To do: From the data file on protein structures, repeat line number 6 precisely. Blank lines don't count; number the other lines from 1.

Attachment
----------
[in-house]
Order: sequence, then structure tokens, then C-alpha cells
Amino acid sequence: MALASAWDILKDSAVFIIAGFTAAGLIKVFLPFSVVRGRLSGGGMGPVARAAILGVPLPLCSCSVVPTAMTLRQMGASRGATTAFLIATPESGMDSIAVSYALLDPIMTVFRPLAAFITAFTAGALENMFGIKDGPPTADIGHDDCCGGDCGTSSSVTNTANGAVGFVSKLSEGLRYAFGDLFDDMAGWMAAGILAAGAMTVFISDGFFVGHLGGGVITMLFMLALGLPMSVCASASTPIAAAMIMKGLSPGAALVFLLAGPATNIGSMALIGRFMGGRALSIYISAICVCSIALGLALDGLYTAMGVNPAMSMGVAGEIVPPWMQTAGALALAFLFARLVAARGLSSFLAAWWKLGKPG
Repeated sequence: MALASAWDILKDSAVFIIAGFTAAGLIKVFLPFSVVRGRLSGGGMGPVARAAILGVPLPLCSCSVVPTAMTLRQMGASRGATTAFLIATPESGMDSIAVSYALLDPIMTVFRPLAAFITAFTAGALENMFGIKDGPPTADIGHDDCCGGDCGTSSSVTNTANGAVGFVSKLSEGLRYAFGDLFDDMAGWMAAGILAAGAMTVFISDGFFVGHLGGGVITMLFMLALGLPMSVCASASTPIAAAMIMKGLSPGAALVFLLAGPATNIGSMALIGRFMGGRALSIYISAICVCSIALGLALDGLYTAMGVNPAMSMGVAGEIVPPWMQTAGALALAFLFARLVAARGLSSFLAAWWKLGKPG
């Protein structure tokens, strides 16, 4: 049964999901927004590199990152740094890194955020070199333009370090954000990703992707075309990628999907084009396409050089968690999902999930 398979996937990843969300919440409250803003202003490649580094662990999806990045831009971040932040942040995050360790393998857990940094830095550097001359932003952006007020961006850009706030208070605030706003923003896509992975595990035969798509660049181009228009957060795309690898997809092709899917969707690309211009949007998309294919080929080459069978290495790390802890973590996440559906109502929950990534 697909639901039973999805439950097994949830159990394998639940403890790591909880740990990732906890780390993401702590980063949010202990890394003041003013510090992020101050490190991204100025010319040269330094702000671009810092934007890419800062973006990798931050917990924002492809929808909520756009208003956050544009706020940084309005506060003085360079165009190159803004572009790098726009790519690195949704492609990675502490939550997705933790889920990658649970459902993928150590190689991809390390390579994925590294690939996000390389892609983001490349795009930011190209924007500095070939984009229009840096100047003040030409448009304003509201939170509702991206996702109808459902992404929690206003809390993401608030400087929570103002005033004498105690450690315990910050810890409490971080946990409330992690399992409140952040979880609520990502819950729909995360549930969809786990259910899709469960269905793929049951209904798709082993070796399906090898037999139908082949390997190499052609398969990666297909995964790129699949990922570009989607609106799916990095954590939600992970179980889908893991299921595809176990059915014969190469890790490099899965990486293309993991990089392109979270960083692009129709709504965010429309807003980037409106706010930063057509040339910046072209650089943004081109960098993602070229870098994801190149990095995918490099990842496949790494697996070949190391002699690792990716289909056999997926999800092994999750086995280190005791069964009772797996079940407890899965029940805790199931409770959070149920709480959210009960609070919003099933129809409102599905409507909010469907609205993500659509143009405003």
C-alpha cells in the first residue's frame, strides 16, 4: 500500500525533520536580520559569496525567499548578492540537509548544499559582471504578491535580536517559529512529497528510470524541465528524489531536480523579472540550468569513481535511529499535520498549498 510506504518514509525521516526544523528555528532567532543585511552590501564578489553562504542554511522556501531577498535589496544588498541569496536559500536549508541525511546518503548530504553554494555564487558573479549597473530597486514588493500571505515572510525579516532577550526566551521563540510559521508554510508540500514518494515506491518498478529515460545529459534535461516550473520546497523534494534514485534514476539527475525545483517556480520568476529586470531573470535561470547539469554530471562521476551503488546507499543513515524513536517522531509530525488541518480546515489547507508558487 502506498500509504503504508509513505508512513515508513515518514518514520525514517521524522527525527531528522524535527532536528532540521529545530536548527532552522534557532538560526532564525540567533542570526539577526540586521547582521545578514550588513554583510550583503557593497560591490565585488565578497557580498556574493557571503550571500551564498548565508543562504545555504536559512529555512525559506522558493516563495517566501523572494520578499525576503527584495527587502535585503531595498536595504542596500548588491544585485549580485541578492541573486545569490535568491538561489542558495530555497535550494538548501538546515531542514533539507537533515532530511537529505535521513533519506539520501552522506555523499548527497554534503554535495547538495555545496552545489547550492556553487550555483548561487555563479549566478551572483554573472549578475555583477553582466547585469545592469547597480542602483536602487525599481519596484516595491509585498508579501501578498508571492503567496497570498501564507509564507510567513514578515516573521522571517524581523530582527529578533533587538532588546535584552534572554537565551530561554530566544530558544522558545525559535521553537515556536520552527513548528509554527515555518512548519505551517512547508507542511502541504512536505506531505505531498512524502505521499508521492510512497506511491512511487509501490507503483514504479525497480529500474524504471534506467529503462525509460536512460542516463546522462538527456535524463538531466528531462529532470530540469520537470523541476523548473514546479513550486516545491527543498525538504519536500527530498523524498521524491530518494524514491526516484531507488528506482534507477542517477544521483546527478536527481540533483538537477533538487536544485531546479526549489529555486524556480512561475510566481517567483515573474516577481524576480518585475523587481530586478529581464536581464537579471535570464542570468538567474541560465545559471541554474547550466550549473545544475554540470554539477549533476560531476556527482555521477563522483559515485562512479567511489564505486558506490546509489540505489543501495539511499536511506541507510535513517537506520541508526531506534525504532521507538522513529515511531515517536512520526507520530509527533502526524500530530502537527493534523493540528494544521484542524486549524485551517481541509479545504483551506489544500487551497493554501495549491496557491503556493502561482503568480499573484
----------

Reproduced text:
C-alpha cells in the first residue's frame, strides 16, 4: 500500500525533520536580520559569496525567499548578492540537509548544499559582471504578491535580536517559529512529497528510470524541465528524489531536480523579472540550468569513481535511529499535520498549498 510506504518514509525521516526544523528555528532567532543585511552590501564578489553562504542554511522556501531577498535589496544588498541569496536559500536549508541525511546518503548530504553554494555564487558573479549597473530597486514588493500571505515572510525579516532577550526566551521563540510559521508554510508540500514518494515506491518498478529515460545529459534535461516550473520546497523534494534514485534514476539527475525545483517556480520568476529586470531573470535561470547539469554530471562521476551503488546507499543513515524513536517522531509530525488541518480546515489547507508558487 502506498500509504503504508509513505508512513515508513515518514518514520525514517521524522527525527531528522524535527532536528532540521529545530536548527532552522534557532538560526532564525540567533542570526539577526540586521547582521545578514550588513554583510550583503557593497560591490565585488565578497557580498556574493557571503550571500551564498548565508543562504545555504536559512529555512525559506522558493516563495517566501523572494520578499525576503527584495527587502535585503531595498536595504542596500548588491544585485549580485541578492541573486545569490535568491538561489542558495530555497535550494538548501538546515531542514533539507537533515532530511537529505535521513533519506539520501552522506555523499548527497554534503554535495547538495555545496552545489547550492556553487550555483548561487555563479549566478551572483554573472549578475555583477553582466547585469545592469547597480542602483536602487525599481519596484516595491509585498508579501501578498508571492503567496497570498501564507509564507510567513514578515516573521522571517524581523530582527529578533533587538532588546535584552534572554537565551530561554530566544530558544522558545525559535521553537515556536520552527513548528509554527515555518512548519505551517512547508507542511502541504512536505506531505505531498512524502505521499508521492510512497506511491512511487509501490507503483514504479525497480529500474524504471534506467529503462525509460536512460542516463546522462538527456535524463538531466528531462529532470530540469520537470523541476523548473514546479513550486516545491527543498525538504519536500527530498523524498521524491530518494524514491526516484531507488528506482534507477542517477544521483546527478536527481540533483538537477533538487536544485531546479526549489529555486524556480512561475510566481517567483515573474516577481524576480518585475523587481530586478529581464536581464537579471535570464542570468538567474541560465545559471541554474547550466550549473545544475554540470554539477549533476560531476556527482555521477563522483559515485562512479567511489564505486558506490546509489540505489543501495539511499536511506541507510535513517537506520541508526531506534525504532521507538522513529515511531515517536512520526507520530509527533502526524500530530502537527493534523493540528494544521484542524486549524485551517481541509479545504483551506489544500487551497493554501495549491496557491503556493502561482503568480499573484